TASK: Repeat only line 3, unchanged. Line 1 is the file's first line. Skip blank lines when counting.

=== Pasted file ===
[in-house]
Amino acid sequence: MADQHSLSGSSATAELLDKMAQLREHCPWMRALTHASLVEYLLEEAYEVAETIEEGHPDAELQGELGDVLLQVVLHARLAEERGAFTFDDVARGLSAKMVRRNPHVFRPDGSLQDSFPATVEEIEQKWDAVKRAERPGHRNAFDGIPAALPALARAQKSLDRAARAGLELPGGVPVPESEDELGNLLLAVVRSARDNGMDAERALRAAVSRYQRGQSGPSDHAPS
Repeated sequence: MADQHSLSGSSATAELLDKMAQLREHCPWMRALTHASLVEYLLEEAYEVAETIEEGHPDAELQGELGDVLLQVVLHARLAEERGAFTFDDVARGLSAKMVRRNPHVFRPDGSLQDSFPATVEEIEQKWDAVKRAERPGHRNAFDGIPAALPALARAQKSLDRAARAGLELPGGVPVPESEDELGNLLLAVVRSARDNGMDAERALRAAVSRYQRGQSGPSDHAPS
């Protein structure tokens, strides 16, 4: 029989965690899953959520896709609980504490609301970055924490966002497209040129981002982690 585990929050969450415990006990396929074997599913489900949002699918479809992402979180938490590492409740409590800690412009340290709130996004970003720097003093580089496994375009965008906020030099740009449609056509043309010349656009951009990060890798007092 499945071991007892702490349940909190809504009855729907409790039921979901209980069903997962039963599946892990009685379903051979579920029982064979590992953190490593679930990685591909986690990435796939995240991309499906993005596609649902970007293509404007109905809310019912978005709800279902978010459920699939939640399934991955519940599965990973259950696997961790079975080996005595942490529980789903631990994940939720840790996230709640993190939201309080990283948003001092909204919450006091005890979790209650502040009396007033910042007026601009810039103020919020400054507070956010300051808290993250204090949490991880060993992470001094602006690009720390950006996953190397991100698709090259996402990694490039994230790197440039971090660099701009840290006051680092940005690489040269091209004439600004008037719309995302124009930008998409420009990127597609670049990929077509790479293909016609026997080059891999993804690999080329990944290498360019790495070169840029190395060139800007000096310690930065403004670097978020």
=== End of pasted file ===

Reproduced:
Repeated sequence: MADQHSLSGSSATAELLDKMAQLREHCPWMRALTHASLVEYLLEEAYEVAETIEEGHPDAELQGELGDVLLQVVLHARLAEERGAFTFDDVARGLSAKMVRRNPHVFRPDGSLQDSFPATVEEIEQKWDAVKRAERPGHRNAFDGIPAALPALARAQKSLDRAARAGLELPGGVPVPESEDELGNLLLAVVRSARDNGMDAERALRAAVSRYQRGQSGPSDHAPS